August 2018 Newsletter


Service Circle for August is Rebecca.

Worship begins at 10:00am

Pastor- Jim Vickers 848-0237
Deacon- Hilde Vickers 636-2144
Administrative Assistant- Sylvia Linda Kaktins 636-2259

Mark on Your Calendar!

Banquet Sat, Aug 18 Reg 4 - 6 supper at 6 pm. Cost $25/person. At Legion Hall. Rsvp to Sharon by Aug 1. Sunday service Aug 19 at 10 am. Potluck lunch to follow at Legion hall

Service in the Park
Aug. 12 at 2:00 pm at the bandstand in Wasagaming. Our Hymn Sing Band will be playing. Bring a lawn chair!

In Reach/Out Reach Committee

If you know of someone who would like a visit please contact Viola Burkett, Dolores Hall, Mary Nichols, or Heather Howdle.

The New Eternity For Today is now available. Pick one up for yourself and a friend.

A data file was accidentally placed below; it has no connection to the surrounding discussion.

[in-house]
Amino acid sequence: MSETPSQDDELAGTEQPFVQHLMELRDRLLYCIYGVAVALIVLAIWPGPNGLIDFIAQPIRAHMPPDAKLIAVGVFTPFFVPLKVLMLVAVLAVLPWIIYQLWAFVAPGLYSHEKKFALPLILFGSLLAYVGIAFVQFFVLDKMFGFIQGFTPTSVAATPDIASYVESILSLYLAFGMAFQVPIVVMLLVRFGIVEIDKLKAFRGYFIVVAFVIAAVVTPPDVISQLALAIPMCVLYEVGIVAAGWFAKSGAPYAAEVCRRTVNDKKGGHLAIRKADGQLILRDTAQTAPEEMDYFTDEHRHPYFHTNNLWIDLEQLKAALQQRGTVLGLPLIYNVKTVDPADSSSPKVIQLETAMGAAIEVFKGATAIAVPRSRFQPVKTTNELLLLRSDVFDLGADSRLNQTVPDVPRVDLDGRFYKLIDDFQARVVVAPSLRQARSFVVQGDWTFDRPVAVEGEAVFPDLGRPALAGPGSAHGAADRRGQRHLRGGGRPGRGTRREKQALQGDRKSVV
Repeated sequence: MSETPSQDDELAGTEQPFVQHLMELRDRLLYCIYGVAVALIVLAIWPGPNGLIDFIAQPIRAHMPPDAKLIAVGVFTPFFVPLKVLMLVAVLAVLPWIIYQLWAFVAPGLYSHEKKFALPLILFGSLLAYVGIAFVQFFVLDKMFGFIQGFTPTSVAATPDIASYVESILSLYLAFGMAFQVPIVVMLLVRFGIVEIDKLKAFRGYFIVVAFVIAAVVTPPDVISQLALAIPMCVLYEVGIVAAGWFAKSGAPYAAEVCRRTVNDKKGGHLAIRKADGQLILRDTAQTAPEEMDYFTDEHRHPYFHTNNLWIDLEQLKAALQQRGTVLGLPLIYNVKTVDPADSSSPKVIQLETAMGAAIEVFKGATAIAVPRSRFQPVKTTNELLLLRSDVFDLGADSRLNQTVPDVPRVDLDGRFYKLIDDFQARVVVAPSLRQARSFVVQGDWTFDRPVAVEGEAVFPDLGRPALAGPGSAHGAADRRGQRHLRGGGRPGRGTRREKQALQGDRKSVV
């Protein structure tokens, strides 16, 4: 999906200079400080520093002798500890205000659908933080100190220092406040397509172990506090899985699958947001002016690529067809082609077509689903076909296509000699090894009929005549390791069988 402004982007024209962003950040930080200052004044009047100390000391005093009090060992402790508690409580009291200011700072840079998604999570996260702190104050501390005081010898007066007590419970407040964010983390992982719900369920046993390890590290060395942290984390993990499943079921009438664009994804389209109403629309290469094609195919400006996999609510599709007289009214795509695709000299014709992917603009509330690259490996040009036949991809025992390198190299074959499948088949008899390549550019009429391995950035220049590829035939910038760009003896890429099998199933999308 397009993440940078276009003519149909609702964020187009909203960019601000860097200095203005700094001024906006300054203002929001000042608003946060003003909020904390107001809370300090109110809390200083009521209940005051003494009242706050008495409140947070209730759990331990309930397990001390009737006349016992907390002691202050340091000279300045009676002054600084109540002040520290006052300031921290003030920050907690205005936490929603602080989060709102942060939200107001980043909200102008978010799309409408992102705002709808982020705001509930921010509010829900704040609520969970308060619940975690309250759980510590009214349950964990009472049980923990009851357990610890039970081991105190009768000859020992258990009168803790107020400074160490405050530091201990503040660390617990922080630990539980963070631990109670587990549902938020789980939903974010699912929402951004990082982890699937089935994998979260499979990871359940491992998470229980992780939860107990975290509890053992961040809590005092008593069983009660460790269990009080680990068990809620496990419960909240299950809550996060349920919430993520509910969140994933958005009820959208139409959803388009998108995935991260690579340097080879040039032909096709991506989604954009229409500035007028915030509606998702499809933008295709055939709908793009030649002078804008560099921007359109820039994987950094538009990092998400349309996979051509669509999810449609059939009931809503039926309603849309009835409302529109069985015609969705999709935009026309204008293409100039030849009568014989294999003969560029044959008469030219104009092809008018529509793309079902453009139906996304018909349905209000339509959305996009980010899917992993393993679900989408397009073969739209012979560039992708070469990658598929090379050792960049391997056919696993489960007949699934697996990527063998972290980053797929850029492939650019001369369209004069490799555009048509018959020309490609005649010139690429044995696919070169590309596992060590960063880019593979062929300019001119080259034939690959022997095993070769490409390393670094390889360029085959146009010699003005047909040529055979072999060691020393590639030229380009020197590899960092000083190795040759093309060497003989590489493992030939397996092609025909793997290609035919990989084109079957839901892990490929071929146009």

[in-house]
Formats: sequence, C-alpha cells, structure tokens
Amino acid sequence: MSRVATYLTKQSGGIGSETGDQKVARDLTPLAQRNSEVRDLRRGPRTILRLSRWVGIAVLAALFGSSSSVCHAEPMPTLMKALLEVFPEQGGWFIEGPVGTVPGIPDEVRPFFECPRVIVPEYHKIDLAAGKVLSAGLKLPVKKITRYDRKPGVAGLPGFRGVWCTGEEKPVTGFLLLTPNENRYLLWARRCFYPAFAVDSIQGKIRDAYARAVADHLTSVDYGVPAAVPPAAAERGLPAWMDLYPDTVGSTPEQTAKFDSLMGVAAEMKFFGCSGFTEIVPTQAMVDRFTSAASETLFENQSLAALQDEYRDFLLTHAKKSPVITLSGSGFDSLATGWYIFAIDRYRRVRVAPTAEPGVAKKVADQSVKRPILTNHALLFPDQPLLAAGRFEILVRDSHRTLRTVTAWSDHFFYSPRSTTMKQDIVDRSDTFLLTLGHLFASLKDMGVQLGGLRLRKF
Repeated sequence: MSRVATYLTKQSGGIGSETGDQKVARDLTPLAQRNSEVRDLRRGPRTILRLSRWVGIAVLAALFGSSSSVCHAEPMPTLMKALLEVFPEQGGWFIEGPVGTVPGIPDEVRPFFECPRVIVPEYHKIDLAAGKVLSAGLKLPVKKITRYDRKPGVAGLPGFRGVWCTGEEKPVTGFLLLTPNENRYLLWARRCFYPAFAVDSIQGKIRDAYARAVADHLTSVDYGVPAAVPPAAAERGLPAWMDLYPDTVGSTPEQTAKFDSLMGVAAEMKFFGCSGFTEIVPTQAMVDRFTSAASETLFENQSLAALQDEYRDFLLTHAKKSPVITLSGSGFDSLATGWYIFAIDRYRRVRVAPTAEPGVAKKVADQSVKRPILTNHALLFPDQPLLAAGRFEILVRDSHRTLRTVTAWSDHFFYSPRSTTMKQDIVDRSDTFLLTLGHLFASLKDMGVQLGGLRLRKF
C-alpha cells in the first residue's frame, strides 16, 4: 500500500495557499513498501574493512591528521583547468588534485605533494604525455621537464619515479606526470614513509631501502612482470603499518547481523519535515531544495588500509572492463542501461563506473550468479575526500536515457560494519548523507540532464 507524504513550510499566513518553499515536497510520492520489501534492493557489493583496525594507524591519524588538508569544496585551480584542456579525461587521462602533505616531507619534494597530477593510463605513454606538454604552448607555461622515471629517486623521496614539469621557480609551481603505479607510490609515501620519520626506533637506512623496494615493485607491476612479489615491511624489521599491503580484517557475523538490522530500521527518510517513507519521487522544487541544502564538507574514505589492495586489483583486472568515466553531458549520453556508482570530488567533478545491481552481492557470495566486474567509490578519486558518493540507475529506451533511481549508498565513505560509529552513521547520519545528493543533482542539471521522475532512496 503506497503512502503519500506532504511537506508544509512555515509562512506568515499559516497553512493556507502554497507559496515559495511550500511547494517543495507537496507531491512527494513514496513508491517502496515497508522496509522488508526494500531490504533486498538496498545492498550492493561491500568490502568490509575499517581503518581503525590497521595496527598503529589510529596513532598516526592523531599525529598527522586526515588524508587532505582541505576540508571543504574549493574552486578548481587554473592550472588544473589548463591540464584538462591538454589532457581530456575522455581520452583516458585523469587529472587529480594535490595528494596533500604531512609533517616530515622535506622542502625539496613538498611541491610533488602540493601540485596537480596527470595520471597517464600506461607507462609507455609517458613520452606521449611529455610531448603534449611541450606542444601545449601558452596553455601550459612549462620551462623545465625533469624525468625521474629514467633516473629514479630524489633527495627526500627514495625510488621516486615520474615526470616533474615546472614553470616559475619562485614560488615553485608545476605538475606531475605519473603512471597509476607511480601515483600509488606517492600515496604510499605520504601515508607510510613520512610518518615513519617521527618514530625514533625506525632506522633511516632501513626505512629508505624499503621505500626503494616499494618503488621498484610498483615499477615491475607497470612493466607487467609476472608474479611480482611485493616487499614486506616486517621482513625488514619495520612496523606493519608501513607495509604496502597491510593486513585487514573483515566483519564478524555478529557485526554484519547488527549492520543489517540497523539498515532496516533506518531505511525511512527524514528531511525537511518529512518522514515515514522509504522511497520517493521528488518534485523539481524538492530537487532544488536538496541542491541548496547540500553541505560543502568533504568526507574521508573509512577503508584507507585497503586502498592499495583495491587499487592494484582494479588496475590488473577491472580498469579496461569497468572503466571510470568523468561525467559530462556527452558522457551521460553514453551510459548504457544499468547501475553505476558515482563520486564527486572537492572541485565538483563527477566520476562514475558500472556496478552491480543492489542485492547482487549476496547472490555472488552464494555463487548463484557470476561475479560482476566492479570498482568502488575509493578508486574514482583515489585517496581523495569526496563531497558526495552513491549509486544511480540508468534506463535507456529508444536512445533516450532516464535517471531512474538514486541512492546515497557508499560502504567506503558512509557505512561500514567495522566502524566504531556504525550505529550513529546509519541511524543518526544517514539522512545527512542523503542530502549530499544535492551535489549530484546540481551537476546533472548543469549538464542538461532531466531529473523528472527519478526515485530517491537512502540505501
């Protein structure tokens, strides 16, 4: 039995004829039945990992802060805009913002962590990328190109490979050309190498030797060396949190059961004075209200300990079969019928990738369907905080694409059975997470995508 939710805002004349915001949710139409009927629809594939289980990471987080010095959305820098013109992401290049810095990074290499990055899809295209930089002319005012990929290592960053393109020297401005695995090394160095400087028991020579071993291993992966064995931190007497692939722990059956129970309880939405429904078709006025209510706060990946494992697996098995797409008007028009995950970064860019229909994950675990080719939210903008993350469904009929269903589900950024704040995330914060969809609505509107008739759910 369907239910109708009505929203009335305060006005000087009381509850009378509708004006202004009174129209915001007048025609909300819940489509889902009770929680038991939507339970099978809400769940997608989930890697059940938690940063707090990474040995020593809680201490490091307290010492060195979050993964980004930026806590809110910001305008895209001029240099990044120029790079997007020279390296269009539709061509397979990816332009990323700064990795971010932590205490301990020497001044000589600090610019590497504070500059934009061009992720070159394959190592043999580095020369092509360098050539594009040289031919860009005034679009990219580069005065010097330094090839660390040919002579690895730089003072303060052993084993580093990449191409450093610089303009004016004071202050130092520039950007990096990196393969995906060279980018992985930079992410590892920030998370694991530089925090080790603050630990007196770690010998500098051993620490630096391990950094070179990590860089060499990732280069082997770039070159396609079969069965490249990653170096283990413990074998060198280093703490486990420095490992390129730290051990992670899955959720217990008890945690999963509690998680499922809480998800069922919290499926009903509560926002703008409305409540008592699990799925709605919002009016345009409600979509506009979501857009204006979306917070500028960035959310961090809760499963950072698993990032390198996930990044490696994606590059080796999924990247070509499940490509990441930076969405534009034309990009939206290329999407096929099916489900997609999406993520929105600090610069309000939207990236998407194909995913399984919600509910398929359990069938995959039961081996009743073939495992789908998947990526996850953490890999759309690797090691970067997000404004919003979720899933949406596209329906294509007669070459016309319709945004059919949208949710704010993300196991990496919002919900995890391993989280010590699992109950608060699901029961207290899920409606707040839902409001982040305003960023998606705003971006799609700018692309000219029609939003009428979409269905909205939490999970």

Our Daily Bread is now available for all who are interested. Take one to a friend as well.

Pastor’s Perspective

We’ve had a lot of hot weather so far this summer. So have most other parts of the Northern Hemisphere. I normally like hot summers, but I also like to get in some cool water as well. Here in Erickson we have ready access to all kinds of lakes, and even in Waldersee, Lake Dauphin and Lake Manitoba are not far away. Many other parts of Canada are not so fortunate and some parts of the world are hotter and drier than us. For ordinary people in many parts of the world finding enough water to drink and wash is almost impossible. Rivers and Lakes are drying up and aquifers are being drained. Even though people in such areas are resourceful about doing more with less, there is a limit and such scarcity leads to conflict and migration. For example: Some people say that the unrest and civil war in Syria occurred because Syrian famers were forced off the land because there was not enough water to farm.